TFSA for children. Yes or no?
#1
I opened EE accounts for my children recently.

I wanted to buy ETF's in the Tax Free account, but Now I am thinking, would it not be better to leave their tax free allocations to them for when they are adults, to take advantage of then, instead of me using a chunk now.

THis is thinking way ahead, and I am making certain assumptions, plus hopefully the tax free allocations will increase.

But it could help them save on taxes, plus it could motivate them to save and use the tax free benefit. Unless I use all or part of their allocations.

Shall I rather buy same ETF's in normal accounts?

Looking forward to your opinions.
"Bulls make money, bears make money, pigs get slaughtered"

#2
My thinking would be to open it in their normal accounts incase when they turn 18 and decide they would rather want to use that money to buy a house or college or something essentially they decide to withdraw the money.

So instead of running the risk of screwing up their TFSA years from now rather open it in a normal account and when they are of age tell them to use the TFSA from the first day they earn a salary.

There is definitely argument for both, but personally I would leave the TFSA to the young adult and rather build up a fund for him/her in her/his normal account.
Buy altcoins with bitcoins here Changelly

#3
It's difficult because you don't know if they'll be horrible with money or not.

Personally, I'd invest five or so years for them and let that money grow.

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#4
I faced a similar predicament last year. Here's how we handling it - http://www.stealthywealth.co.za/2016/09/...unior.html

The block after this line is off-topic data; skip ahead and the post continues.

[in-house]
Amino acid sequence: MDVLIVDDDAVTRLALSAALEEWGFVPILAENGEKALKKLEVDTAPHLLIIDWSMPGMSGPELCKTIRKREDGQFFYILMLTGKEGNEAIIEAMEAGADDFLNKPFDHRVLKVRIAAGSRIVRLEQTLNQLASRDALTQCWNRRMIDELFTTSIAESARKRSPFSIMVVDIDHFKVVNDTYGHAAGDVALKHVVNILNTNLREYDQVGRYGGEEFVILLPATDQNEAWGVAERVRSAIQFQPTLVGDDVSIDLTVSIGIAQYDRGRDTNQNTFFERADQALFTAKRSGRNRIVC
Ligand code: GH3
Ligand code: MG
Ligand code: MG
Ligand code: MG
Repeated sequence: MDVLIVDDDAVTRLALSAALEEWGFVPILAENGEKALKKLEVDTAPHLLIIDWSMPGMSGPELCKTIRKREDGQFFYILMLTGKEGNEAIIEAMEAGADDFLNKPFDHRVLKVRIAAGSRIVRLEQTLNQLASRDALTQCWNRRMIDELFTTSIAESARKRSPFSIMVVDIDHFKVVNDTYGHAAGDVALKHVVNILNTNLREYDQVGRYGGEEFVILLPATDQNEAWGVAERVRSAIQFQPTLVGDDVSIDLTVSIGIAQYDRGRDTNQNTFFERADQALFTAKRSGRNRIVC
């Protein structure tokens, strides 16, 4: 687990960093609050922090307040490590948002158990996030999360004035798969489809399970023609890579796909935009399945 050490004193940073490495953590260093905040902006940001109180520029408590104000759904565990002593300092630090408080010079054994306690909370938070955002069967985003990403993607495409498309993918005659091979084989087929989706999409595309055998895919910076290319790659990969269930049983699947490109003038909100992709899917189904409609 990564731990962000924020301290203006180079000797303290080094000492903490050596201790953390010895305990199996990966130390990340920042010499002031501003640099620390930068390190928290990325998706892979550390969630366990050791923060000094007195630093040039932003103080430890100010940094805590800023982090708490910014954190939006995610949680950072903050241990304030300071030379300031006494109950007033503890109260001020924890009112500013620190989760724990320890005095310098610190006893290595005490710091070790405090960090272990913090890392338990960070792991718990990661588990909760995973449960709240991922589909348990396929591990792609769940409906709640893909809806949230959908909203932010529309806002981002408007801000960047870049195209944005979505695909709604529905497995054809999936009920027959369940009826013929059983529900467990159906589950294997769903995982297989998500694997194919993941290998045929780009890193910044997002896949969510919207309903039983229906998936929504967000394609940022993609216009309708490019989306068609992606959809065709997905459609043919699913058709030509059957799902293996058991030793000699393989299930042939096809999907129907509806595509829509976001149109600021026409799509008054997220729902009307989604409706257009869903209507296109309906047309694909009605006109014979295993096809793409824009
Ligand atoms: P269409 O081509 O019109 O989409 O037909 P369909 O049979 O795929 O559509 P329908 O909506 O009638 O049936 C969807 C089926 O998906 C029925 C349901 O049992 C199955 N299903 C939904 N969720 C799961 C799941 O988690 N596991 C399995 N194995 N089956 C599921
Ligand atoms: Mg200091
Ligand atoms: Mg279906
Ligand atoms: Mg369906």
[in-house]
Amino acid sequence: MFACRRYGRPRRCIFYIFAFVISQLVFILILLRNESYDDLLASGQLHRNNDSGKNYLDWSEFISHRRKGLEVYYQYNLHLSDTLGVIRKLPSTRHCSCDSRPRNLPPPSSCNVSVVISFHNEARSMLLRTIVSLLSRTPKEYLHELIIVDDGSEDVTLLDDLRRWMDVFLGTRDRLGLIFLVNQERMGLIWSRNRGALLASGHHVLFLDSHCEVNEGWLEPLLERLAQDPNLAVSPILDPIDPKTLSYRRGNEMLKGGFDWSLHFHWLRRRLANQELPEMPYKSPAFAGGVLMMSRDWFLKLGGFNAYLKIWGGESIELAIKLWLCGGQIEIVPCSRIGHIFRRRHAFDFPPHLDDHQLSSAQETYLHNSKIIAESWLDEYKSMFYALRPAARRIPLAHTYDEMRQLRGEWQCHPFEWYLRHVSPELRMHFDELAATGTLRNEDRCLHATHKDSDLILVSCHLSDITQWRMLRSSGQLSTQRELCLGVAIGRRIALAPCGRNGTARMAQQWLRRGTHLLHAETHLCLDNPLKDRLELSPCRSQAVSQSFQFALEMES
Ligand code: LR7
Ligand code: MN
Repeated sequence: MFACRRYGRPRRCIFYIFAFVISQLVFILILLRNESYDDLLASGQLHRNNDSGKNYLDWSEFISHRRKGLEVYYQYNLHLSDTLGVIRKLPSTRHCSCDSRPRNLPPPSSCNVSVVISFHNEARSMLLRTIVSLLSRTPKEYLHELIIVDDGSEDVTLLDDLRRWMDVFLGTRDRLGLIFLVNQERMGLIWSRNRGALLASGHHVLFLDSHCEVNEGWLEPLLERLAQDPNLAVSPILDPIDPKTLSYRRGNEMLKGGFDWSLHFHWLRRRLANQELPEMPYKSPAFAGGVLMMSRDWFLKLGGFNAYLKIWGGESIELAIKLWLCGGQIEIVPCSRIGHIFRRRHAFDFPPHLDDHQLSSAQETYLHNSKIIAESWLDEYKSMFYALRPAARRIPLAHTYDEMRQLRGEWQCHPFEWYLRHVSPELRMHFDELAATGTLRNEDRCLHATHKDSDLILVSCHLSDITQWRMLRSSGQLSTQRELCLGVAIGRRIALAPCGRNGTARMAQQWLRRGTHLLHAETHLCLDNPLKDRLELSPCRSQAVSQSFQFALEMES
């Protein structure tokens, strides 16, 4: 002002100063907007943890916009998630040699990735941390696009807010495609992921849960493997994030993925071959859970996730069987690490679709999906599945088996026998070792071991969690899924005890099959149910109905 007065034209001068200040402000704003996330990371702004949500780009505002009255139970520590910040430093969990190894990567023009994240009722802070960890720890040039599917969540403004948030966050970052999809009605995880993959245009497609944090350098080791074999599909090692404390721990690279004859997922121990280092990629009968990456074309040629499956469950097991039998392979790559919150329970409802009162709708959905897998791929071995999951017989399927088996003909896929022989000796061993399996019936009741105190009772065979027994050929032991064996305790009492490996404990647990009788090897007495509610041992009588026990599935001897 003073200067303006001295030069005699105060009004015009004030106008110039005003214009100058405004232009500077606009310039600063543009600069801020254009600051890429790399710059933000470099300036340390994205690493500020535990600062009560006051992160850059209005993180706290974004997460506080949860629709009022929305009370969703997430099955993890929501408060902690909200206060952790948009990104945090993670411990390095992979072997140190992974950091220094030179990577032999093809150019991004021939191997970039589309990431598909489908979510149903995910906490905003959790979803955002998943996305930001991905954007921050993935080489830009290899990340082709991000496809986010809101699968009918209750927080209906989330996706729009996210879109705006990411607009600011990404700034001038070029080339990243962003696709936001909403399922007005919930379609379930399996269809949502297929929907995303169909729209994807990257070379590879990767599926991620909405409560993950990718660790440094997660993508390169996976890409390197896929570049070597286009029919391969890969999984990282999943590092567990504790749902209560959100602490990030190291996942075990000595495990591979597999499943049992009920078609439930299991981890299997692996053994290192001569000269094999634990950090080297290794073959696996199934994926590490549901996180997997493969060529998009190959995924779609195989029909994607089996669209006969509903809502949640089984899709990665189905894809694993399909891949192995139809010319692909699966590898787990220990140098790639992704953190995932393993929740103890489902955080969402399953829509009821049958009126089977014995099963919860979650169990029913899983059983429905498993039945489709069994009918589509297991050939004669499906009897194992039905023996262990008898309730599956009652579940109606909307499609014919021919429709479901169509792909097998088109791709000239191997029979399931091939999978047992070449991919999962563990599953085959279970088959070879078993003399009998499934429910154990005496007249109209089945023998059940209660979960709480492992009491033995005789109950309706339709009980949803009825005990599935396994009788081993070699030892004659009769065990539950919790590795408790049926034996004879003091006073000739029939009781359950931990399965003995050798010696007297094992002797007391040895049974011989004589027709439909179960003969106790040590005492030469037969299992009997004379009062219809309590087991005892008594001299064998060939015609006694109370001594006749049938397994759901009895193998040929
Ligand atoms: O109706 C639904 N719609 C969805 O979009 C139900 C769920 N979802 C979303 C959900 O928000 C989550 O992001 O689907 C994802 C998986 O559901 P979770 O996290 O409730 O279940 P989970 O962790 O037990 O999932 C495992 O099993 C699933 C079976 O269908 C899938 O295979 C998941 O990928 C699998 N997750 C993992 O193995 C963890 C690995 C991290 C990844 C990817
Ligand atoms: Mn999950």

www.stealthywealth.co.za - My 15 year journey to early retirement
www.notfinancialadvice.co.za - Personal finance blog post, tool, and resource aggregator

#5
Thanks for the replies.

@Stealthy, unfortunately I cannot open your site. Not sure why though. Just get a "site cant be reached" meassage.
Will try on my mobile on mobile network later.
"Bulls make money, bears make money, pigs get slaughtered"

#6
Seems to be something to do with the https vs non https try this link - http://www.stealthywealth.co.za/2016/09/...unior.html (I think PW converts all links to https SSL)

@Agent47 I don't think you should open a TFSA for the kid, too many variables for what he might need that money for or quite frankly when he turns 18 he might end up being a teenager and spend it all on hookers and blow and then he ruined his TFSA for it. (Tongue in cheek example of course)

#7
Yeah the https was the problem - fixed the original link.
www.stealthywealth.co.za - My 15 year journey to early retirement
www.notfinancialadvice.co.za - Personal finance blog post, tool, and resource aggregator

#8
Thanks guys. THanks Stealthy.
So no TFSA then. Will leave it to them to hopefully one day use their allocation themselves.

I will continue with the normal EE account... as per Stealthy on his website.
I want them to see their savings grow. So I will involve them in this.

Thanks
"Bulls make money, bears make money, pigs get slaughtered"

#9
My choice would have been a taxable account in his name - just to remove/reduce the capital gains burden when cashing it out. With the added responsibility to teach him good financial discipline and not have him squander the investment. You have 18 years for that Smile

I would also say that it is very important to ensure that this "secondary investment" does not dramatically influence your ability to save for your own retirement. There are always the options of a study loan and bursaries to make up for any shortfall.

#10
I like the idea of opening one, funding to the max for 5 or so years, then letting it just tick over. 12 to 15 years of tax free compounding should mean it's worth a sizeable amount but at the same time have used very little of the kids allowance.






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